Modern Minneapolis Renovation Merges Historic Detail with Artful Living
Renovation of a historic “Mills” condominium on the Mississippi creates a life + style reunion between New York and Minneapolis – design and people.
Award-winning graphic designers and authors of the bestselling book What’s Out There, Will Hopkins and Mary K. Baumann are a New York City couple who have recently transplanted their home and office to the renovated Whitney Lofts Building in Minneapolis (formerly the Standard Mill). Their loft is situated in the mill’s former turbine room. It contains an office (for six) that melds seamlessly with their home. The space is conceived as white on white and plays freely with concepts of old and new as a place for art. Within the home there is a house made from stacked timbers. Lights hang on pulleys and rough sisal rope. Tables roll on a 60foot-long track embedded in the floor. A state-of-the-art Valcucine kitchen coexists with industrial and IKEA components. A custom-built, 250-pound pivoting bedroom door rotates with the push of a finger. The 2,600square-foot living space is replete with 19th-century steel crossbeams, heavy timbers, and stone-and-brick arches – all pulled together by white cloud forms oozing through the gaps. This is the first loft project undertaken by Geoffrey Warner, AIA, and Alchemy Architects, a firm more noted for their work in modern and prefab architecture.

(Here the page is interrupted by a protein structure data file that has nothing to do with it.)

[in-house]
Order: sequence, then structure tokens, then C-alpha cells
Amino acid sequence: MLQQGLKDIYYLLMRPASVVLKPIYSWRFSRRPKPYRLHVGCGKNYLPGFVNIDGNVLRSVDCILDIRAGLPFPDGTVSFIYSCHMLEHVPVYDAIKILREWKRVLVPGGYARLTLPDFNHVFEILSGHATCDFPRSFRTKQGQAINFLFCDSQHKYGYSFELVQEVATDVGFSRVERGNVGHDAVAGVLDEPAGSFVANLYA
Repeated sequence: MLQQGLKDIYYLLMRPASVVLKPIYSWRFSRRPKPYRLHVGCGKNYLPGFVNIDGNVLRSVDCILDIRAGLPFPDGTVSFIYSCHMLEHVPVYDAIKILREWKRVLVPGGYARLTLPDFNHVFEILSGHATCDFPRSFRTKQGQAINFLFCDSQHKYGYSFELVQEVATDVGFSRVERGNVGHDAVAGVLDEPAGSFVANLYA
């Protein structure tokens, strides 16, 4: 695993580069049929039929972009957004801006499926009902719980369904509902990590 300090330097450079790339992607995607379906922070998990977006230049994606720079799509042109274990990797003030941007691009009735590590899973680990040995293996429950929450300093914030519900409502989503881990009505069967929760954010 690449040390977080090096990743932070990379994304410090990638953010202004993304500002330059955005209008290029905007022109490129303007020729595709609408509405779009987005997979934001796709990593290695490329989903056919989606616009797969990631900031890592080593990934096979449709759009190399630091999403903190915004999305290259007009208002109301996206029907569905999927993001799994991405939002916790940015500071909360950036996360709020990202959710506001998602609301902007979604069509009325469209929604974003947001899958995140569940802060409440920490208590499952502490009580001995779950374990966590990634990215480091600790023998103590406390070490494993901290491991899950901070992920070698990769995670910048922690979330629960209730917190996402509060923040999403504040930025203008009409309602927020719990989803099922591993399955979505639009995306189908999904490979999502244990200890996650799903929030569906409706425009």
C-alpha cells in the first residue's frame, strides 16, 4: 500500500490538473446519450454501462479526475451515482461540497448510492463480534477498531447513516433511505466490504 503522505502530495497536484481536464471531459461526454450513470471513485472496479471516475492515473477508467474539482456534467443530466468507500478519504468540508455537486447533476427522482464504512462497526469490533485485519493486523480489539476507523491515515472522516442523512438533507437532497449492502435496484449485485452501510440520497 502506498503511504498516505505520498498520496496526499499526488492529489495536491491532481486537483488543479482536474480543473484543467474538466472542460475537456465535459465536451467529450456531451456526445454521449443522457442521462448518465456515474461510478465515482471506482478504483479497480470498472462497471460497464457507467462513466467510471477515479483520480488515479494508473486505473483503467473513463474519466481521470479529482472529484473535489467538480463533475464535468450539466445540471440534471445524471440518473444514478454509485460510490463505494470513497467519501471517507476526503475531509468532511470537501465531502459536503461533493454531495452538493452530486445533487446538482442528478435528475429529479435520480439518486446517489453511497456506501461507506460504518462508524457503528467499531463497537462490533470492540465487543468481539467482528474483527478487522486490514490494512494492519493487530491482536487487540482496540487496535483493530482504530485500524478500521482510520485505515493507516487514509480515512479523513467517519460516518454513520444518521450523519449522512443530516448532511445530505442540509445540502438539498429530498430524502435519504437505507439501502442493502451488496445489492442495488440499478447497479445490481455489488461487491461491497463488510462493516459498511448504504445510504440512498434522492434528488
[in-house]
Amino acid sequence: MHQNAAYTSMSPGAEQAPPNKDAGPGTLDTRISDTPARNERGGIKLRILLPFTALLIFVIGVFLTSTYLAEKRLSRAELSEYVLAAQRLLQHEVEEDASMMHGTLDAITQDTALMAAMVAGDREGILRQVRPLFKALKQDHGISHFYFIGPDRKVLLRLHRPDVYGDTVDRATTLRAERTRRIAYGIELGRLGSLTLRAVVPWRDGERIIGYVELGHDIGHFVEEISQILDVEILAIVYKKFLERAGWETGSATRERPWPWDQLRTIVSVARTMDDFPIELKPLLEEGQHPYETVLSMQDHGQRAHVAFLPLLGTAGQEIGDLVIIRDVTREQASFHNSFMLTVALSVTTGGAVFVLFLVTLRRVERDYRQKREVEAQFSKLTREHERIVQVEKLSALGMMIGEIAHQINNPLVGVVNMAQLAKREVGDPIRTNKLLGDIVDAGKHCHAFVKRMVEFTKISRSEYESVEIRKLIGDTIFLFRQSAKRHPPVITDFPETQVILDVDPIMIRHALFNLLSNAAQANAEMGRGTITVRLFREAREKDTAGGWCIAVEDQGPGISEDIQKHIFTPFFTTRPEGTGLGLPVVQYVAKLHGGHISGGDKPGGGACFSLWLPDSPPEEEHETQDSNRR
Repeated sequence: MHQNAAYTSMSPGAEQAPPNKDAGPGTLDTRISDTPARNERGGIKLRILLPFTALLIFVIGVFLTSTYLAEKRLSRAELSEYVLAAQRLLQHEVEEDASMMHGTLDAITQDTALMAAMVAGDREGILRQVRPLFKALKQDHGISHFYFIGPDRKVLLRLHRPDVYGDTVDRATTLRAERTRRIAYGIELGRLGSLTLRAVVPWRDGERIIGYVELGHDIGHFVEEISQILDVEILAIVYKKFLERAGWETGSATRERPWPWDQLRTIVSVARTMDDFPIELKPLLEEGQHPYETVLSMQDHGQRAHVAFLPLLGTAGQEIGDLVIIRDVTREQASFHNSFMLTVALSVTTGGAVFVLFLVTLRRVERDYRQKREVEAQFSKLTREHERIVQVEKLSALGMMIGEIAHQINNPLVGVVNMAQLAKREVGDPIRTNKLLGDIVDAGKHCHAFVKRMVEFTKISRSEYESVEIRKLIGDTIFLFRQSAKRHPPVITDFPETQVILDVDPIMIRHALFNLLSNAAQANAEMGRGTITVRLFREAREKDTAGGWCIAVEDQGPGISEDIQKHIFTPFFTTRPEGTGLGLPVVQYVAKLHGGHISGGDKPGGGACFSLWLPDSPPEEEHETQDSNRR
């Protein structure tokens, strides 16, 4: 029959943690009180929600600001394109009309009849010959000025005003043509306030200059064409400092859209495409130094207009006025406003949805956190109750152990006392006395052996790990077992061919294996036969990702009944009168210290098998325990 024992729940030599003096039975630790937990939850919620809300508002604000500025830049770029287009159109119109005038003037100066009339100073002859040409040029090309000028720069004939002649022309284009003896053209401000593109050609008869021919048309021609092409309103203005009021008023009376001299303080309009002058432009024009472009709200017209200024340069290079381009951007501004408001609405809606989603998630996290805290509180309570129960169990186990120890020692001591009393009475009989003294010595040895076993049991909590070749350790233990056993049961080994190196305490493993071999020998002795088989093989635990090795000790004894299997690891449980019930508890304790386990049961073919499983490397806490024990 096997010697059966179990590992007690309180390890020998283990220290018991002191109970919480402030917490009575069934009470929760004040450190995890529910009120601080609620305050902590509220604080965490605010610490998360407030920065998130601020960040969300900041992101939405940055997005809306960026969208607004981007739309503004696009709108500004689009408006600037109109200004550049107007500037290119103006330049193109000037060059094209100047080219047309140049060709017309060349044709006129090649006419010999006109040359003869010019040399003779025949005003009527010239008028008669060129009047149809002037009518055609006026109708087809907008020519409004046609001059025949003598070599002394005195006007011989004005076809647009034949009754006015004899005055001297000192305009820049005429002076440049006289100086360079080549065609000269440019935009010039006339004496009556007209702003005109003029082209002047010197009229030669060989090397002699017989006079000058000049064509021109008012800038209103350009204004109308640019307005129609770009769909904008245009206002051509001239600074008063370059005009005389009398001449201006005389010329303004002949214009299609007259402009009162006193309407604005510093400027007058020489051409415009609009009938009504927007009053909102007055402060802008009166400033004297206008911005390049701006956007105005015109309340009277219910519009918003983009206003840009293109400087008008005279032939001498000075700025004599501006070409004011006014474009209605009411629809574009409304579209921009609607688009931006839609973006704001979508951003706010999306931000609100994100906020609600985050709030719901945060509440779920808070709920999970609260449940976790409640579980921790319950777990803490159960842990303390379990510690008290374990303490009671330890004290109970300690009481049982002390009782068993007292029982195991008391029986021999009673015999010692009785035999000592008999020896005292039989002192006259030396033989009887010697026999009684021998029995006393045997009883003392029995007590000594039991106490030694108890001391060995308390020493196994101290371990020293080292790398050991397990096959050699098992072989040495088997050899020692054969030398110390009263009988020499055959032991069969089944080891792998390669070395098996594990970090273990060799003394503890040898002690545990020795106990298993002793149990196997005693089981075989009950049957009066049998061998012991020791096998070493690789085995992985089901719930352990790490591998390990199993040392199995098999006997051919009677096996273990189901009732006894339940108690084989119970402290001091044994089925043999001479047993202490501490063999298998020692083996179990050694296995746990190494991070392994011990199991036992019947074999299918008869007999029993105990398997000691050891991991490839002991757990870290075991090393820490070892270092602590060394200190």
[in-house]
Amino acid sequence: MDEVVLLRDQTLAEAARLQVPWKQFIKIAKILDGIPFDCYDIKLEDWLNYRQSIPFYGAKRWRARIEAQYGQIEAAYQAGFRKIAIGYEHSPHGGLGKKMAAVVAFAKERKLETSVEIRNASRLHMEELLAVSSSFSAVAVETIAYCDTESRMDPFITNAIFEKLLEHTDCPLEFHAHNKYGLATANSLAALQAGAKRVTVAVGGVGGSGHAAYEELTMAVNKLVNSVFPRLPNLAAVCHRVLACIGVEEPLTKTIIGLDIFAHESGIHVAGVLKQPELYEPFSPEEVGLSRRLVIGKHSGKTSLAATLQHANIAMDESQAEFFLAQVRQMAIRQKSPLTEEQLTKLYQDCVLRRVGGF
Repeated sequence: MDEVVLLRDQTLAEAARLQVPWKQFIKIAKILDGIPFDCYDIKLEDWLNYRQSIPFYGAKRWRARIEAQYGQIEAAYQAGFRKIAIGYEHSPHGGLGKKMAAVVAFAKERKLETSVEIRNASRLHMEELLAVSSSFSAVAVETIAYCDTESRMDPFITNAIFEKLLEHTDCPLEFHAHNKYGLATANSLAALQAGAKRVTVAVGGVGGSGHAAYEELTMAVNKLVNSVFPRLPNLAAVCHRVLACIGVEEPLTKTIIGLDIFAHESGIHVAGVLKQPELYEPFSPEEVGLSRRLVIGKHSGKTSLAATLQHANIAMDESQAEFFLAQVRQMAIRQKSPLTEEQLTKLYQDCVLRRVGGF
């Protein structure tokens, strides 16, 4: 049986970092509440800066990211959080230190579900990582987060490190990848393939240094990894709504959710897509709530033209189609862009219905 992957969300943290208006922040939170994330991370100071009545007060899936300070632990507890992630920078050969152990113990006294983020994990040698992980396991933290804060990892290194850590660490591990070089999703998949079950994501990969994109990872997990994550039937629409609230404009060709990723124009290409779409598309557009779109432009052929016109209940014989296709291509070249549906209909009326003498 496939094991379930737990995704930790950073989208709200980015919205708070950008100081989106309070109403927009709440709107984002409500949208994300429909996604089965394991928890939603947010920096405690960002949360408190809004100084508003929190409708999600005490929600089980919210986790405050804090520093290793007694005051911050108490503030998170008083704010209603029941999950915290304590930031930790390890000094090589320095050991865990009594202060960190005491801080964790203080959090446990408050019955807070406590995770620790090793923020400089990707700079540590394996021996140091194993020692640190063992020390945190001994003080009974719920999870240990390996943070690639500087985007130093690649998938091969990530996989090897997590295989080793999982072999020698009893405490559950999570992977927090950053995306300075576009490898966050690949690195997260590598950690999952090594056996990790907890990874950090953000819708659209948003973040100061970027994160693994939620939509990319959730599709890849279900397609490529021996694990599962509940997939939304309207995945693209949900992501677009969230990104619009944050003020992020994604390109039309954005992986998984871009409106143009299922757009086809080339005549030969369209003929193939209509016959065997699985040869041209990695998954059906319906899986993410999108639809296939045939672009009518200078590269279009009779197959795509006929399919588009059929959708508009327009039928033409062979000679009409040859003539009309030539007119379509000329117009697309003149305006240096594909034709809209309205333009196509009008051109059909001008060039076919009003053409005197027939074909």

The Mill Ruins Mississippi Riverfront neighborhood splashed onto the world’s best-of-design map with notable architecture that includes the Guthrie Theatre and the respectful rehabs of Minneapolis’s historic riverfront mill condominiums. Now it also includes a fine example of how modern design meets historic architecture to create a contemporary live + work environment that inspires, engages, humors, and offers respite.
Warner’s inspiration in designing and engineering this renovation came from original black-and-white photographs archived by the Library of Congress, existing architectural elements, including brick arches dating from 1879, and some out-of-this-world phenomena from Hopkins/Baumann’s bestselling book, What’s Out There. Project partners include David Washburn of Valcucine, Scott McGlasson of Woodsport, lighting designer Jim Marvy of Simply Marvy, the clients themselves, and contractor Kurt Albrecht, all of whom played a vital role in refurbishing existing 4-foot-thick stone-and-brick walls, customizing cabinets to accommodate overhanging duct work and industrial pipes, dynamically lighting an eclectic art collection, and creating artful yet functional furniture, all of which complements Warner’s trademark industrial style of celebrating the poetry in the transformation of everyday objects into artful elements.
New York + Minneapolis. Graphic Designers + Architects. Turn of the 19th Century + Turn of the 21st Century. Can’t we all just evolve along? As Alchemy + Hopkins/Baumann prove, the answer is a resounding Y + E + S.
Location: Minneapolis, Minnesota, USA
Architect: Alchemy Architects, home of the weeHouse